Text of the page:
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Project leadership skills you can learn from sport

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Project managers have the ability to learn from some of the best athletes and sporting teams. Keeping an open-minded approach is a quality of most successful project managers, and some of the aspects of what creates success in sports can be applied to your project management approach. Here are just a few:

Leadership

One of the most misunderstood ideas of what a project management role entails is that it is just about keeping everything on track. This couldn’t be further from the truth. Just like every sports team needs a strong leader, the most successful project managers are just that, as leaders of their projects. Leaders show direction and give clear guidance and explanation of what is needed. They are there when their team needs them and in turn, do what is needed to help them, building mutual trust and leading to eventual success.

In the Premier League standings, success is defined as a win. But teams that consistently win are those whose coaches are successful at leading their team with more than just knowing the rules of the game and basic strategy. Likewise, projects succeed when leaders can distinguish between knowledge of the ‘game’ and the leadership skills needed to succeed. Both successful coaches and successful project managers know not just how to play the game, but how to lead.

Team comes first

We’ve all heard the line, ‘there is no ‘I’ in TEAM’, and just as it is relevant to a sports team, it applies to your teams at the office or in the field. Even in individual sports, there are others behind the player supporting them along the way. Boxers have trainers to make sure they are fit and follow the plan of attack, and golfers have instructors giving them guidance from how to blast a sand shot with their sand wedge, to the best approach to take from the tee. A good project manager will focus on their team, helping them to grow and enhance their ability to self-organise, which are keys to success.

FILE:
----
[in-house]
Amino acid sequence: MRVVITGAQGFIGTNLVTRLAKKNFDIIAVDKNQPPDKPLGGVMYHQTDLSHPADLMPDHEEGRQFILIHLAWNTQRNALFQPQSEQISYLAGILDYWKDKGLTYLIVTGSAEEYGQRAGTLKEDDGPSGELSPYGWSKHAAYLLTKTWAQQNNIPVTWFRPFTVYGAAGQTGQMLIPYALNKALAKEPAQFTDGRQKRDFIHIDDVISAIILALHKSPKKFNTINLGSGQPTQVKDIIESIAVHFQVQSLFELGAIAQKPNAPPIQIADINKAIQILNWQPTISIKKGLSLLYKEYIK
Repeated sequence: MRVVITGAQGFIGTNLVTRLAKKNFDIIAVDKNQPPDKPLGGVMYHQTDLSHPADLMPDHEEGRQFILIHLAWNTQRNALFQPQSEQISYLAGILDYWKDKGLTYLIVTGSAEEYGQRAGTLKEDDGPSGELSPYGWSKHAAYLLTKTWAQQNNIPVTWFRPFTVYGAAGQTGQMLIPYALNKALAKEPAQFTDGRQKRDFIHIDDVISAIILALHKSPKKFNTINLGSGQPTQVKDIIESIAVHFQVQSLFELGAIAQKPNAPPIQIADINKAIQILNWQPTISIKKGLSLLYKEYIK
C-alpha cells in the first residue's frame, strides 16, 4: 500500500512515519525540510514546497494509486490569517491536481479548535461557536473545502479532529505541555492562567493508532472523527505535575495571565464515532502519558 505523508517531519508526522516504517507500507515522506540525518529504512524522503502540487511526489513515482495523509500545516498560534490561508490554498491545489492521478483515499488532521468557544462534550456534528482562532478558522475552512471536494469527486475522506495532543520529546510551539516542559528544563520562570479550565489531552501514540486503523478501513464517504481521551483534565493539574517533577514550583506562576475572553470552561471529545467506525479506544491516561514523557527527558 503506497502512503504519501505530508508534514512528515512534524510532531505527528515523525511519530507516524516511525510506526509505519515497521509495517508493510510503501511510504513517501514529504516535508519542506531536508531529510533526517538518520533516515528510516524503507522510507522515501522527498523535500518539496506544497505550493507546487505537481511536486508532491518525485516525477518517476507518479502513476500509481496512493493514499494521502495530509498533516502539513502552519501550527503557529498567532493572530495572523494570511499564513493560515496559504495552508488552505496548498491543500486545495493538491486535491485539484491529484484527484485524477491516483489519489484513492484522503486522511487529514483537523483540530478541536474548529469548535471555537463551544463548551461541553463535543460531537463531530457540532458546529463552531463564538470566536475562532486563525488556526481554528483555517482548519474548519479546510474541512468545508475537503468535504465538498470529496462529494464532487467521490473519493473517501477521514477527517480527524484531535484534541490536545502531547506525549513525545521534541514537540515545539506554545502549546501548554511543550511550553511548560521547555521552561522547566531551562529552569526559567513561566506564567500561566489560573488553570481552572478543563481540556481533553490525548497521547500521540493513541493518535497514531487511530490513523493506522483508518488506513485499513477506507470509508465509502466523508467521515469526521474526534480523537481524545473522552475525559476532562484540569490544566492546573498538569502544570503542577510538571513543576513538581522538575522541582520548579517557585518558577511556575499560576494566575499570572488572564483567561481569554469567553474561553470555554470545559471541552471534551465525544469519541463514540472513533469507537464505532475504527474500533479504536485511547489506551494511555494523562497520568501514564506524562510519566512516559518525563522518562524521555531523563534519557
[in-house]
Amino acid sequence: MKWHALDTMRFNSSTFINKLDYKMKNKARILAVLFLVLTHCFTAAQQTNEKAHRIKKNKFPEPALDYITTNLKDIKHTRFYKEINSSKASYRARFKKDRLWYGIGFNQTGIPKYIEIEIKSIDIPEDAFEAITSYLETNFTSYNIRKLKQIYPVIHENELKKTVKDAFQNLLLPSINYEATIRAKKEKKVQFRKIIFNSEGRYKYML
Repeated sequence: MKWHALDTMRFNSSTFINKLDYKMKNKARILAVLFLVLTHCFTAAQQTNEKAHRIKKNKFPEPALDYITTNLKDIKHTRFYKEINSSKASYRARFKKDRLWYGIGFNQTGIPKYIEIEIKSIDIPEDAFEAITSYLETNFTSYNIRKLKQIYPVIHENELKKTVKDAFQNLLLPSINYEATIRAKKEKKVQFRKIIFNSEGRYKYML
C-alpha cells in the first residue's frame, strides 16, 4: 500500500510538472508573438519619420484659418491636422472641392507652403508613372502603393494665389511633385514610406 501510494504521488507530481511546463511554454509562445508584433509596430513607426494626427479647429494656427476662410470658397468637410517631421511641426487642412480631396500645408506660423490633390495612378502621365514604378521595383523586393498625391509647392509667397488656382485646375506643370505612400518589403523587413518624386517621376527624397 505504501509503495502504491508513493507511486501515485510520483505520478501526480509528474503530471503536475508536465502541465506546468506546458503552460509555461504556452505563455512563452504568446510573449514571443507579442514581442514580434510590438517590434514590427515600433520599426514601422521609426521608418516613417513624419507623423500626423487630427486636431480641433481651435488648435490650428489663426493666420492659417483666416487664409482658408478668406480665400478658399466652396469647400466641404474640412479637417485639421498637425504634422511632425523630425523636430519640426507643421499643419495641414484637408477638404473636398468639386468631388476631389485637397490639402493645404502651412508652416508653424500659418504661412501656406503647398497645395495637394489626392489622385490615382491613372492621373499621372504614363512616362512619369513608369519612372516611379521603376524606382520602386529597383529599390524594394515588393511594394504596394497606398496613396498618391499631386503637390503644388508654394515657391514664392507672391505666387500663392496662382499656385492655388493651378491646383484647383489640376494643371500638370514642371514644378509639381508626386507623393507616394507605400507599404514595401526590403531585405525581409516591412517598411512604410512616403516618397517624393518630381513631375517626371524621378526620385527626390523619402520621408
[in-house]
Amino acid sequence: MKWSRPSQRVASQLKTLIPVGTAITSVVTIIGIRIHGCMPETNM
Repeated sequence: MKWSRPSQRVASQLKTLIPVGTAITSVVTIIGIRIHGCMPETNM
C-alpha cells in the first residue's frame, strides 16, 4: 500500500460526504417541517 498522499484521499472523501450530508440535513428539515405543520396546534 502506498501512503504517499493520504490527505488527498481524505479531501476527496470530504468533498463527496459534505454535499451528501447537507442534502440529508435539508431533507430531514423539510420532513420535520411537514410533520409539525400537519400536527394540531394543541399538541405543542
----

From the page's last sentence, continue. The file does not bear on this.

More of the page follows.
Look at long-term goal

One of the biggest attractions to sports is the result or instant return we get when our team wins or loses. The good returns quickly help us to forget about the past games or matches that didn’t go so well. While sport is typically focused on the ‘here and now’, to become a truly successful athlete it pays to focus on the future. While the goal that is in front of you right now is important, typically success comes after years of hard work, effort, and practice.

When leading a project, it’s important to focus on the long-term goal you’re looking to achieve. The short-term goals are all part of what is leading up to the eventual end game, and if everything is delivered on time and on budget, many of the problems or issues that occurred along the way will be forgotten by everyone else, and become learning points for your decisions to make on the next project.

Adapt to changes

All sports are unpredictable, with countless variables that contribute to who wins and who doesn’t. While many fans have their favourites, and there are usually underdogs and mismatches occasionally throughout seasons, there is no guarantee that one team will win.

While you can do all you can to plan and develop a strategy, you must be prepared to make a change whenever it becomes necessary. When a professional golfer starts to struggle, after making countless adjustments it can sometimes come down to changing every club in their bag. 

There are times you’ll deliver a project without making any changes, but eventually, there will come a time that you’ll have a project that will force you to modify the plan or restart it all together. If you’re wanting to succeed, always be ready to make a change to get the win.

Rebuild when necessary

Just like the most successful teams on the field or court will eventually end their run, the same holds true for many projects. Rebuilding is one of the biggest hurdles a team’s general manager has to face after a successful run of seasons, and while your project may be on course now, through natural attrition over the course of time changes within your project team will need to be addressed.

So, first, look at what are you going to do to rebuild? Be sure to look at your existing organisation before venturing outside. Check out the people that were underneath that managed to help with projects before as there may be some individuals that have the aspirations to, and the qualities to take on that managerial role. By doing this, you won’t have to look outside the organisation and have to concern yourself with training them on your culture, and what it is and how it is that you do business.

Learn more leadership skills in APM Learning.

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